Discrete Mathematics and Optimization Seminar

The Open University and Ben Gurion University
Monday February 16th at 4.30pm
Burnside 1205

Title. Hierarchical Threshold Secret Sharing.
(Or "Why it wouldn't hurt bankers to know Birkhoff interpolation".)

Abstract. Imagine a bank where each fund transfer of over $1M must be signed by three employees, at least one of
whom must be a department manager. More generally, imagine a scenario where it is necessary to split up a
secret into shares and distribute those shares among a group of participants, such that only authorized
subsets of that group may recover the secret from their shares. The cryptographic tool for solving such
problems is called secret sharing schemes and it was introduced, independently, by A. Shamir and G. Blakley.

We consider the problem of threshold secret sharing in groups with hierarchical structure: a subset of
participants is authorized if it has at least k_0 members from the highest level, as well as at least
k_1 members from the two highest levels and so forth. Such problems occur in settings where the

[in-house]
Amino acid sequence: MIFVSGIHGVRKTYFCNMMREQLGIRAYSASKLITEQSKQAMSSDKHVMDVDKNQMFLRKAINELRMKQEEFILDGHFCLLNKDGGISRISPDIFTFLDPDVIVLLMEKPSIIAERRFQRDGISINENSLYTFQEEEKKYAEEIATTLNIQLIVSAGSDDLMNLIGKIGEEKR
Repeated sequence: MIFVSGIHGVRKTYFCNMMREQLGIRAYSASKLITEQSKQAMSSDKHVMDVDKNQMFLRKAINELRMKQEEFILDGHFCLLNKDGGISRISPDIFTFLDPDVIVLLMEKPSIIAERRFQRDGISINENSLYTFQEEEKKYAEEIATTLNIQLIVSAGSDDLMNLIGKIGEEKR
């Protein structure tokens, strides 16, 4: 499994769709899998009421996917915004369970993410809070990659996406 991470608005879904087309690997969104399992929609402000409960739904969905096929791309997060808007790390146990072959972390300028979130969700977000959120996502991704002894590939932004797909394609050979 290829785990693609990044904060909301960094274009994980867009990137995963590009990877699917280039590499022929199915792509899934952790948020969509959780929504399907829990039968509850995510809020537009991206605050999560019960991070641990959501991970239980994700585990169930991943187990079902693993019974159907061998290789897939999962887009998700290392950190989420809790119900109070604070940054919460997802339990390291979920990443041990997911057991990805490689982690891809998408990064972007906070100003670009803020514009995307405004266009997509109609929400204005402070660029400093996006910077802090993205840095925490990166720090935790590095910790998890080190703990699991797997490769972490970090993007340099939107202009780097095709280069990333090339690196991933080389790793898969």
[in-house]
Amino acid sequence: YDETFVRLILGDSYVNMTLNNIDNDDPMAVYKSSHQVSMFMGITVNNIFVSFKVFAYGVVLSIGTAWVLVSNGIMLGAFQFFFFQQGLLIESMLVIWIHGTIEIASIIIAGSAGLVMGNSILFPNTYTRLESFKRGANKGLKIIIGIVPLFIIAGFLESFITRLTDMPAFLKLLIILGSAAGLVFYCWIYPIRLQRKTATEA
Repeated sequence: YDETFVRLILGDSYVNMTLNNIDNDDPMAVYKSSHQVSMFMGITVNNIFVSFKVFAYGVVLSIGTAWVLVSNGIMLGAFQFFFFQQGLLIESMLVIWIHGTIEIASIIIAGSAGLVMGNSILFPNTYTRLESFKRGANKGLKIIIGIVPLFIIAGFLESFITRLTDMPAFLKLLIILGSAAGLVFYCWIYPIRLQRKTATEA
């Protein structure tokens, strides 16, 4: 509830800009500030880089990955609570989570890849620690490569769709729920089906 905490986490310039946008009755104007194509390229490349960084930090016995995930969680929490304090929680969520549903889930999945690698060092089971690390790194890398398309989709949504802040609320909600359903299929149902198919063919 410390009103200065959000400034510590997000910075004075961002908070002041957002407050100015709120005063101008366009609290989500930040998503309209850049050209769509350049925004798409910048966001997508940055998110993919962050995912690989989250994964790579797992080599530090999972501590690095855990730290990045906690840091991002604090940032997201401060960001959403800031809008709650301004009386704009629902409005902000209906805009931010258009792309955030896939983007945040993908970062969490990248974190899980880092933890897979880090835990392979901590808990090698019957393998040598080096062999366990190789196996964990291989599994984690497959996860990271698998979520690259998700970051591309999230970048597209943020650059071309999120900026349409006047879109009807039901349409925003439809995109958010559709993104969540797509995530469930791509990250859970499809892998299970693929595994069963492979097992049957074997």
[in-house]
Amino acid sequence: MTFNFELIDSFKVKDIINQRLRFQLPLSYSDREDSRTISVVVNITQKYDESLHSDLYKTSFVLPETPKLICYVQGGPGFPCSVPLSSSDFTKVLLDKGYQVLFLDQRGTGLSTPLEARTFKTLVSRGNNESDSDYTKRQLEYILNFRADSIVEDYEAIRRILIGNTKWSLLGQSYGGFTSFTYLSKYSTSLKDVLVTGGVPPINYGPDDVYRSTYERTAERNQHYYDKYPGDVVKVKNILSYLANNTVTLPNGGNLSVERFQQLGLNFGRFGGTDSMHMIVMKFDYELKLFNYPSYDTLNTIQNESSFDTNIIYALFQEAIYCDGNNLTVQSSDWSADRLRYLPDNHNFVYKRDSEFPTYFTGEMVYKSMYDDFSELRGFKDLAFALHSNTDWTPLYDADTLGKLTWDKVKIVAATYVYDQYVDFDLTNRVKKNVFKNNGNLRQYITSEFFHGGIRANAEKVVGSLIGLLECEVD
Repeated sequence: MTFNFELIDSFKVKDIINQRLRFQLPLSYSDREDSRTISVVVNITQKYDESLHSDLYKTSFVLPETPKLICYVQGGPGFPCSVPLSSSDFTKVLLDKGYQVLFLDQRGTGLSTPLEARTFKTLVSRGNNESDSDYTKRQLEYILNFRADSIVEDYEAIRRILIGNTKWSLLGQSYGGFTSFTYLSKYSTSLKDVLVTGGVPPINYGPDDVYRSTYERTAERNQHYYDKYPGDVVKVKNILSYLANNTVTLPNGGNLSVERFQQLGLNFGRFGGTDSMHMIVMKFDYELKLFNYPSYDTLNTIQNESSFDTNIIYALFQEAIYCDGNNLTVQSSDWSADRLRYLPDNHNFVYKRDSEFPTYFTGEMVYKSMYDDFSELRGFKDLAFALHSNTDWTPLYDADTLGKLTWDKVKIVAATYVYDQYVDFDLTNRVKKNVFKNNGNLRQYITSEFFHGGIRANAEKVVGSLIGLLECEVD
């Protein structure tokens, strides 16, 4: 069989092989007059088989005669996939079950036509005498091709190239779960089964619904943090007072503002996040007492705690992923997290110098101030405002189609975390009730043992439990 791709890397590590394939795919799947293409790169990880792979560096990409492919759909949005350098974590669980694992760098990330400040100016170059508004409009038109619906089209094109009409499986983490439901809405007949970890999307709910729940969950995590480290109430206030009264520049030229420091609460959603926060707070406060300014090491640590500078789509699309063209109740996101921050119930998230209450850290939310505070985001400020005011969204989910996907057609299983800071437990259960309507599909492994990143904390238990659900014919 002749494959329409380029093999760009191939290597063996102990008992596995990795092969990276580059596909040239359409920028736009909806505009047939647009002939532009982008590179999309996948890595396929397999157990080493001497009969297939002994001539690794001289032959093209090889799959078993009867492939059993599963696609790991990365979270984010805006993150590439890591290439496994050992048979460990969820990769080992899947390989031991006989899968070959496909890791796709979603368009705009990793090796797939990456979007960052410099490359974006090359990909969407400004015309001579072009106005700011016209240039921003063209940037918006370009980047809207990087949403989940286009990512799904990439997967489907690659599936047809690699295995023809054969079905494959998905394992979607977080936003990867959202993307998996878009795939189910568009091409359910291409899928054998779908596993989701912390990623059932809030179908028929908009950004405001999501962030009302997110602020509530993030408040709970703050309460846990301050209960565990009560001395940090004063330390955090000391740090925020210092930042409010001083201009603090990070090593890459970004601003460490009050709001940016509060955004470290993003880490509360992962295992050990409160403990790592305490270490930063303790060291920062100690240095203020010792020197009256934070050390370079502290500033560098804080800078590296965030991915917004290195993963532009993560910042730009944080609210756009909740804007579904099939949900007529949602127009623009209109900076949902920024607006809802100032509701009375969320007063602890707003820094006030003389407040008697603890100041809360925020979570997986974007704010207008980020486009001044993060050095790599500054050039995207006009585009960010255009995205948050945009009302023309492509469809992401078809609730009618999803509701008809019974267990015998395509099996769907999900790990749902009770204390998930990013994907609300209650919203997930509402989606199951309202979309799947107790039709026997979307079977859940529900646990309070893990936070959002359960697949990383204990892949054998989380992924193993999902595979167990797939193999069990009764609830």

participants differ in their authority or level of confidence and the presence of higher-level participants
is imperative to allow the recovery of the common secret. Even though secret sharing in hierarchical groups has been
studied extensively in the past, none of the proposed solutions addresses the simple setting that was described above.

We present a secret sharing scheme for this problem that is both perfect and ideal. As in Shamir's scheme,
the secret is represented as the free coefficient of some polynomial. The novelty of our scheme is the usage of
polynomial derivatives in order to generate lesser shares for participants of lower levels. Consequently,
our scheme uses Birkhoff interpolation, i.e., the construction of a polynomial according to an unstructured
set of point and derivative values. Unfortunately, Birkhoff interpolation problems are not always well posed.
Hence, a substantial part of our study is dedicated to strategies that guarantee well-posedness. Combining our
results with a duality result of A. Gal regarding monotone span programs, we infer that the closely related hierarchical
threshold access structures that were studied by Simmons and Brickell are also ideal. An explicit ideal scheme for
those problems is presented.